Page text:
Richard Florida
by Richard Florida
Fri Aug 14th 2009 at 9:30am UTC

This Is Your Occupation on Drugs

Yesterday, we looked at the relationship between drug use and class. We found that drug use was significantly associated with the percentage of the creative class in a state, and negatively so with the percentage of people employed in the working class.

Today, I dig a bit deeper into the relationship between drug use and specific types of professional, knowledge-based, and creative jobs – management, business and finance, architecture and engineering, science, health-care, education, and arts and entertainment. The patterns here are quite interesting.

Occupations sort relatively neatly along the lines of marijuana versus cocaine use. The short of it is that marijuana use is more positively associated with science (.35), education (.38), artistic professions (.35), and engineering and architecture (.29), while cocaine use is positively associated with lawyers (.41) and, to a lesser extent, with business and finance occupations (.27), computer jobs (.25), and management fields (.26).

Drug use overall is significantly associated with the state-wide concentrations of three major types of occupations – science (.35), architecture and engineering (.34), and arts, design, and entertainment (.33). And, in all three cases, this correlation appears to be driven by marijuana use; none of them are significantly associated with cocaine. Management occupations are also positively associated with overall drug use, though the correlation (.26) is somewhat weaker.

Here’s what my colleague and collaborator, Cambridge University psychologist Jason Rentfrow, had to say about our results:

I think it’s interesting that cocaine is high for finance, law, and quant professions. Although we can’t infer whether it’s people in those jobs actually doing drugs, those professions are generally regarded as intense and lavish. So it’s interesting that an expensive stimulant like cocaine is used more often in places where comparatively large numbers of people work in intense and high-paying jobs… It’s also interesting that marijuana is popular in places with artists, designers, and architects because those are jobs that encourage divergent thinking and marijuana is a psychoactive drug that’s associated with creativity.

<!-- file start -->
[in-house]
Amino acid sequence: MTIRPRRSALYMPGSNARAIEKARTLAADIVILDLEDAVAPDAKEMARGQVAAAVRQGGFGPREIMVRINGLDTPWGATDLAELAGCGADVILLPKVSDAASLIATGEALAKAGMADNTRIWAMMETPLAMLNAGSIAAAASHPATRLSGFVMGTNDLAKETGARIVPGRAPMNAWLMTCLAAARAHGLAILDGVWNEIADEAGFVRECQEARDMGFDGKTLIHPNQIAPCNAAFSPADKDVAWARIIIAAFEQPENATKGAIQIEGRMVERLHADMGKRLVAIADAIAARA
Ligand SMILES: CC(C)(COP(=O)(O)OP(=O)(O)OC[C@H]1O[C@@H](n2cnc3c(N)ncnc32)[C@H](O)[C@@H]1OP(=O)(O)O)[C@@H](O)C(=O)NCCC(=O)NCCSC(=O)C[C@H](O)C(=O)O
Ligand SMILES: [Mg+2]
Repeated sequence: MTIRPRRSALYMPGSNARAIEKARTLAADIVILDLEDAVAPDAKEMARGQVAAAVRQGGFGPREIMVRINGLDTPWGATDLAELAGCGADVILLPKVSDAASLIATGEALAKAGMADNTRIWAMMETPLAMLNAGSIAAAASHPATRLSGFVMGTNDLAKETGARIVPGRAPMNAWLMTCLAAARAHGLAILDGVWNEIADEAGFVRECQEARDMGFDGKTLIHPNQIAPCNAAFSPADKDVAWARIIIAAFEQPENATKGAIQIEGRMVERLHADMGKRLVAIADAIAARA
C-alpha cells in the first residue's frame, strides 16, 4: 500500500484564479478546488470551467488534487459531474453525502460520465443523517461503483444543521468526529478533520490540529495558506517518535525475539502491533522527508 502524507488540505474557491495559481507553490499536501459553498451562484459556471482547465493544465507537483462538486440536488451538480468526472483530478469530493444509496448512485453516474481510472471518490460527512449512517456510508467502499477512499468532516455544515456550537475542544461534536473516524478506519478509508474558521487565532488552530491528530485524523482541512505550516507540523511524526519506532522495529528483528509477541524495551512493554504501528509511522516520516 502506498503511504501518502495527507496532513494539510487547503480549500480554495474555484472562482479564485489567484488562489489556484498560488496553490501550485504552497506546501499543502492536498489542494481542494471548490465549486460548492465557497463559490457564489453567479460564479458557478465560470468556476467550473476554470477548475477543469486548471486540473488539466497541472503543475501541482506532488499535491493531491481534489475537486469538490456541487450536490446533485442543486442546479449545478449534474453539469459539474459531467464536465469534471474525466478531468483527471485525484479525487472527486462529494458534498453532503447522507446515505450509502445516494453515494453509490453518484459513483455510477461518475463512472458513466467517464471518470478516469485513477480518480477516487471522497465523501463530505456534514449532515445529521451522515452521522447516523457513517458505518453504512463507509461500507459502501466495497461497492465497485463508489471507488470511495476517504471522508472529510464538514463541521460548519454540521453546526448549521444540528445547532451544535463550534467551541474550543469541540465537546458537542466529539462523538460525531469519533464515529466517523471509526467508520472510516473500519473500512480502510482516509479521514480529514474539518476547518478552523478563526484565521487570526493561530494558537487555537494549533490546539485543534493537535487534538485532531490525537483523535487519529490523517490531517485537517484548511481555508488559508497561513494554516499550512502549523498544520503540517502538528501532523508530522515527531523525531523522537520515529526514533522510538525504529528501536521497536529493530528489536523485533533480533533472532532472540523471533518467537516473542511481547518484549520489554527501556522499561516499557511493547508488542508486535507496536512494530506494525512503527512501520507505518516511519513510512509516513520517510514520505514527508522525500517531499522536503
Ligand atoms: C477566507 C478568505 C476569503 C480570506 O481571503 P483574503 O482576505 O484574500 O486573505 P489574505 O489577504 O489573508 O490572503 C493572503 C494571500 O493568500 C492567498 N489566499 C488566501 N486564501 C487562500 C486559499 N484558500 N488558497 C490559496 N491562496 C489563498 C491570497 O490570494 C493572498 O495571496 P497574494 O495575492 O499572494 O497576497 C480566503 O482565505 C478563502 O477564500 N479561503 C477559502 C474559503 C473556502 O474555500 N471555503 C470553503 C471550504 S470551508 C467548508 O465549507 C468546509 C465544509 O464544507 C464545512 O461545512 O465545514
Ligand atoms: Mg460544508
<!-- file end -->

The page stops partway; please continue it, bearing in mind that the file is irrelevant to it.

What I think is particularly interesting about the results is that most professions possess elements of income, education, and personality. Even in those cases where lawyers and architects make similar amounts of money, they’re very different lines of work and appeal to different types of people.

Correlation coefficient: .41**

Correlation coefficient: .35*

Correlation coefficient: .29*

Correlation coefficient: .32*

Correlation coefficient: .38**

Note: * indicates statistical significance at the .05 level; ** indicates significance at the .01 level.

6 Responses to “This Is Your Occupation on Drugs”

  1. Hugh Meade, artifactor Says:

    I think that many “creative” types also tend to experience greater incidences of various types of mental illness ( this has been borne out by several recent studies and also by anecdotal evidence for centuries).

    I believe it is a mistake to think that marijuana itself is a generator of creativity. I think it is much more likely that the creative class may use this drug to “self-medicate” for relief from the depression or anxiety they may also feel, and which stifles the urge to be creative and also(more importantly) productive.

    This is not to say that many of them don’t also use it “recreationally”, or as a stimulant for creativity. But the creativity itself is a product of an individual mind, not a drug.

  2. Rockfish Says:

    Just to clarify one point, there are NO cases in which lawyers and architects make similar amounts of money!!

  3. Higher and Higher Says:

    [...] We should, however, note that the data are on a US state level. [...]

  4. Mike Soron » Drug use and occupation Says:

    [...] Florida shows interesting an relationship between drug use and job type: Occupations sort relatively neatly along the lines of marijuana versus cocaine use. The short of [...]

  5. Creative Class » Blog Archive » This is Your Stateâ Says:

    [...] class communitiesWho’s YOUR City?Creative ClassThe source on how we live, work and play« This Is Your Occupation on Drugsby Richard FloridaSat Aug 15th 2009 at 9:30am EDTThis is Your State’s Personality on Drugs [...]

  6. cnett Says:

    Although this has been a very interesting investigation and a few points may have identified a trend (nothing new), there really isn’t much there.

    Each point that you have brought up could be argued with many points that are much more defined and researched.

    -Availability of drugs by location
    -State laws of drugs(ie medical marijuana laws)
    -Proximity of location to borders (availability, trafficking)
    -Religion and social aspects
    -Local moral and value systems
    -Levels of depression and anxiety
    -Environment (days of sun, rain, temperature)
    -Social culture (nightlife)

    This is just to name a few. Each one of these points above, could overlap and even explain each trend you may have identified associating drug use and the Creative Class.

    This is an interesting-mmmmmhhhh, but I don’t think there is anything here. My first bullet above; availability of drugs by location, could explain everything away.